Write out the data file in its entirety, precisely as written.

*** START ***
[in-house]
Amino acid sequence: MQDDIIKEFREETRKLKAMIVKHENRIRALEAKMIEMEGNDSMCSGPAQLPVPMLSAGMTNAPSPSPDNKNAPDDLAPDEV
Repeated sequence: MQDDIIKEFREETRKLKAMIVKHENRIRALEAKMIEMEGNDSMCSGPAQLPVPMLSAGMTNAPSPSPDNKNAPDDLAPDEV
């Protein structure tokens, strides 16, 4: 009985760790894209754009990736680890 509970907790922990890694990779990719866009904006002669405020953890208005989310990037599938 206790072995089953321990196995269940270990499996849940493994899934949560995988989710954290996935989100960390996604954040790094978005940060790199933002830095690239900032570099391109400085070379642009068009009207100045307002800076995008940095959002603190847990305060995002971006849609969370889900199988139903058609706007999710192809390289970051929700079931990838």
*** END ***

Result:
[in-house]
Amino acid sequence: MQDDIIKEFREETRKLKAMIVKHENRIRALEAKMIEMEGNDSMCSGPAQLPVPMLSAGMTNAPSPSPDNKNAPDDLAPDEV
Repeated sequence: MQDDIIKEFREETRKLKAMIVKHENRIRALEAKMIEMEGNDSMCSGPAQLPVPMLSAGMTNAPSPSPDNKNAPDDLAPDEV
């Protein structure tokens, strides 16, 4: 009985760790894209754009990736680890 509970907790922990890694990779990719866009904006002669405020953890208005989310990037599938 206790072995089953321990196995269940270990499996849940493994899934949560995988989710954290996935989100960390996604954040790094978005940060790199933002830095690239900032570099391109400085070379642009068009009207100045307002800076995008940095959002603190847990305060995002971006849609969370889900199988139903058609706007999710192809390289970051929700079931990838």